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Russia-Ukraine crisis further complicates matters for RBI, its MPC

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When one looks back and compares, it feels like the policy stimulus responses during an unprecedented COVID-19 pandemic were easy to manage. Exiting the stimulus in the thick of geopolitical risks has just made the equation a difficult one to crack 

RBI's MPC did see Ukraine-Russia tension as a bigger risk than omicron -  The Economic Times

It is clear that governments and central banks, the Reserve Bank of India (RBI) included, across the world are looking for an opportune moment to exit from stimulus mode and drain out excess liquidity. In its February monetary policy, the RBI deferred the normalisation of policy rates because the weakness in India’s growth recovery continues and it is outweighed by the worryingly high ‘global inflation’.

A few weeks after the policy, global dynamics have changed with rising geopolitical uncertainties following the Russia-Ukraine conflict war, and the consequent sanctions imposed by the West. The ‘normalisation process’, which was difficult, could get worse, mainly because we are moving further into the conundrum of higher inflation and lower growth (at least globally). The MPC will have to delve on how the exogenous geopolitical risk will impact inflation and growth spillovers in the middle of a gradual exit from the accommodative monetary policy.

Firstly, the Economist points out that Russia’s attack on Ukraine is likely to isolate Russia’s economy. The immediate global implications will be in terms of higher inflation, lower growth, and disruptions in the financial markets via deeper sanctions. However, the good news is that the impact on India’s growth is likely to be limited as Russia is not India’s major trading partner with just 0.8 percent share in India’s export and 1.5 percent of its imports.

What’s worrying is the indirect spillovers of a broader growth slowdown. This is important in the context that the MPC has judged that India’s growth recovery is incomplete, and policy support remains inevitable. The IMF, in January, slashed the global growth forecast for 2022 and 2023 by 50 bps and 70 bps respectively due to Omicron-associated restrictions. If global growth weakness emerges and there is further downward revision, India’s buoyant recovery could take a set-back via the trade channel. Also, if supply bottlenecks emerge, the manufacturing and infrastructure sector could have notable repercussions. Given the MPC’s higher weightage to growth over inflation since March 2020, geopolitical risks could make the MPC remain ‘accommodative’ for a longer time.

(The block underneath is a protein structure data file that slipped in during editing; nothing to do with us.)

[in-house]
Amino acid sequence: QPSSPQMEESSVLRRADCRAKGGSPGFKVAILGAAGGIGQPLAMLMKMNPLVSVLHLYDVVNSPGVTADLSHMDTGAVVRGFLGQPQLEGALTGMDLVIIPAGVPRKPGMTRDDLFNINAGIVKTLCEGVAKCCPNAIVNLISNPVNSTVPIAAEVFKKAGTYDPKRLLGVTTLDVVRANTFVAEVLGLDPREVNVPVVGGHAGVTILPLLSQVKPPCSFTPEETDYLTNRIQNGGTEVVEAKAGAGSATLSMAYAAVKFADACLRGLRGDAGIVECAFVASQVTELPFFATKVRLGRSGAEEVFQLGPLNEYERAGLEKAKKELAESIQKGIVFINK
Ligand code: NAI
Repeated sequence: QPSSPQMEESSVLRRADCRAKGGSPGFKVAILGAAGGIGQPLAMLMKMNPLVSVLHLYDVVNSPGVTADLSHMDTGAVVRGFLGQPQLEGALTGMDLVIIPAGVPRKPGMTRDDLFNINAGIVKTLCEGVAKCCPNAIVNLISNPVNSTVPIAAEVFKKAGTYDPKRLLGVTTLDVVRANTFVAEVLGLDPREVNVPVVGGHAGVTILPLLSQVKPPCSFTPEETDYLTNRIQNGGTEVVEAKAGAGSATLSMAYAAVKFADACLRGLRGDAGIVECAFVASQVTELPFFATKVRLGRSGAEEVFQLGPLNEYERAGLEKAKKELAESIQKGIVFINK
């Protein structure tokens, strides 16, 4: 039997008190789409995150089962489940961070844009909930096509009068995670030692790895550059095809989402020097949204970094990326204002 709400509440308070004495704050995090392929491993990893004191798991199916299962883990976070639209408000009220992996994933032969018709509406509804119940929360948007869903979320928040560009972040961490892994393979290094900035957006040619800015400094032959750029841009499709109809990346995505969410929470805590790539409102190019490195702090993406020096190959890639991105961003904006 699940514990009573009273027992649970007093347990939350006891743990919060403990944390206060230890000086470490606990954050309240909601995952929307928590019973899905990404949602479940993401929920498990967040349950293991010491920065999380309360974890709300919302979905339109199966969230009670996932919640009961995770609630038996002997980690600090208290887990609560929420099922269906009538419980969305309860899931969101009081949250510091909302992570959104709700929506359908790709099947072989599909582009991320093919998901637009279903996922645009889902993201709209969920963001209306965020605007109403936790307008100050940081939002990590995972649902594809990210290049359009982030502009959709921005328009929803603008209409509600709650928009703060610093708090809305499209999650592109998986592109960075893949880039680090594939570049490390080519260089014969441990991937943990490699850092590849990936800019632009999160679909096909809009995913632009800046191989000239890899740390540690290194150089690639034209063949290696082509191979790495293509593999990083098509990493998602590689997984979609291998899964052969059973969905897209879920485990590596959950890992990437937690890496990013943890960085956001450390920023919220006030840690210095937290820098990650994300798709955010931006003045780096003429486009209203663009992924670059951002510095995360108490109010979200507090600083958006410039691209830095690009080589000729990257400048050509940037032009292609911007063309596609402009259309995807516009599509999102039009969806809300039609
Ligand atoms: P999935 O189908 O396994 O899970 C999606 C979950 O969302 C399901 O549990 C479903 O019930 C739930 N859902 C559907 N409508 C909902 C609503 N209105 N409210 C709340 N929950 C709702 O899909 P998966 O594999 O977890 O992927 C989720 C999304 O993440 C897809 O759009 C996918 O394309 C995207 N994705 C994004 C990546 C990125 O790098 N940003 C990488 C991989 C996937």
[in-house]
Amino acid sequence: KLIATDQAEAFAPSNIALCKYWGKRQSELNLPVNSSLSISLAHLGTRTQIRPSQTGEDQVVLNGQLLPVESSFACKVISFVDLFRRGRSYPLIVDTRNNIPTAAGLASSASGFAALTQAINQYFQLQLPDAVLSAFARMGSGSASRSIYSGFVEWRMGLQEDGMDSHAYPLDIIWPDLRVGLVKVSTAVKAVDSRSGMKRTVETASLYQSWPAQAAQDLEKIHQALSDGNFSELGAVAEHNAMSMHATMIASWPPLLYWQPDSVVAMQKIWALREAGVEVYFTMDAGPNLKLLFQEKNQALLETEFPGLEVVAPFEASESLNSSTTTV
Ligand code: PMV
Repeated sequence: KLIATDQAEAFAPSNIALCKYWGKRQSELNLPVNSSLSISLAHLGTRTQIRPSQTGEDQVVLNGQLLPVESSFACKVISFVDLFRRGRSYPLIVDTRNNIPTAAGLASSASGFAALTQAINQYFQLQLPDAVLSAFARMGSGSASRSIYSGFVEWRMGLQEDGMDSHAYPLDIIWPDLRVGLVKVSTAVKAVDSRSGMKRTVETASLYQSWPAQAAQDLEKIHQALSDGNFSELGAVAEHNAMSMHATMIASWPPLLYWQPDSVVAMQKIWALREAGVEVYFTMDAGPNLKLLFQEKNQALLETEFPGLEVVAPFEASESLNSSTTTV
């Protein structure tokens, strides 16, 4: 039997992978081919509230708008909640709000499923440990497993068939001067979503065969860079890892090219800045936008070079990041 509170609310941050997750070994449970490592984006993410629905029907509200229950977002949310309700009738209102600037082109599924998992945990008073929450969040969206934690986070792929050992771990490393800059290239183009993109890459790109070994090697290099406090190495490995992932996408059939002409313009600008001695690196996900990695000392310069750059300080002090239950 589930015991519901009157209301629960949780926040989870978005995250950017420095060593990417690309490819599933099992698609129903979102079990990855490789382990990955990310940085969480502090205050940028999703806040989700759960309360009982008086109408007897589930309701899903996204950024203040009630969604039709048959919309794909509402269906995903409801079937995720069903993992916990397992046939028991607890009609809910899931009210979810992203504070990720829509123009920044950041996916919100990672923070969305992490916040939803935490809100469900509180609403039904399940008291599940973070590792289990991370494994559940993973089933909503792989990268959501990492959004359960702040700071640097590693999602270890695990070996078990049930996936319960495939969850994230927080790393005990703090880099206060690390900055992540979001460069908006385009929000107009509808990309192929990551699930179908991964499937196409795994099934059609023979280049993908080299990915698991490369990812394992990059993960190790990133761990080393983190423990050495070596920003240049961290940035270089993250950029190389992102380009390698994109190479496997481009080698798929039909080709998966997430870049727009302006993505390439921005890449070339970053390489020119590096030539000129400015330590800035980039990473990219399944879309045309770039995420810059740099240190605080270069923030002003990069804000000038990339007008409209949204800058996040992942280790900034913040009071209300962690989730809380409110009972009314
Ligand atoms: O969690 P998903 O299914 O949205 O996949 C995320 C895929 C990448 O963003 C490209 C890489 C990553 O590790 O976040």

On the other hand, near-term inflation will play spoilsport. The ‘oil monster’ has woken up from its slumber, boiling at about $100 per barrel, and is likely to remain range-bound in the immediate future. This increase in the crude barrel will seep into the retail inflation through direct channels such as increase in pump prices and the palpable impact via freight rate hikes, which companies would eventually pass on to the consumer.

This could push wholesale inflation higher for a couple of months, but high base-effect of the previous year is likely to temper the spikes. The headline retail inflation number may not come down to the MPC’s inflation forecast of 4.5 percent for 2022-23. The three-month ahead and one-year ahead inflation expectations, which dipped recently as per RBI’s survey forecasts, could see an immediate upward shift for the shorter time horizon.

Inflation in the next couple of months will be high owing to supply side disruptions. Thus, RBI Deputy Governor Michael Patra’s comments in the minutes are important. He points that inflation led by supply constraints cannot be stabilised by monetary policy instruments. Thus, one can infer that change in the ‘accommodative stance’ and raising policy rates could be further delayed.

The one area where the RBI will have a significant intervention will be in the external sector management. The current account deficit is likely to swell due to rising crude oil imports. In addition, with the expected normalisation of monetary policy and rate hikes by key advanced economies, foreign portfolio outflows could weigh on the balance of payments scenario. Ashima Goyal, emeritus professor at the Indira Gandhi Institute for Development Research, is of the view that interest-sensitive foreign flows are still a small percentage of the Indian market, and, therefore, potential outflows are a miniscule portion of India’s forex reserves (pegged at around $630 billion). With rising imports and likely portfolio outflows as a reaction to geopolitical and monetary policy normalisations, balance of payments and currency management will be more critical than gradual normalisation.

The headwinds from the geopolitical risks coupled with the expected policy normalisation by advanced economies have pushed the RBI’s MPC in a tricky position where there are no easy answers. The added challenges of global growth slowdown spillovers led by global value chains bottlenecks will be an important determinant to look out for. Near-term inflation spikes if led by supply shortages/disruptions is unlikely to shift the policy stance to ‘neutral’ in the coming policy.

When one looks back and compares, it feels like the policy stimulus responses during an unprecedented COVID-19 pandemic were easy to manage. Exiting the stimulus in the thick of geopolitical risks has just made the equation a difficult one to crack.

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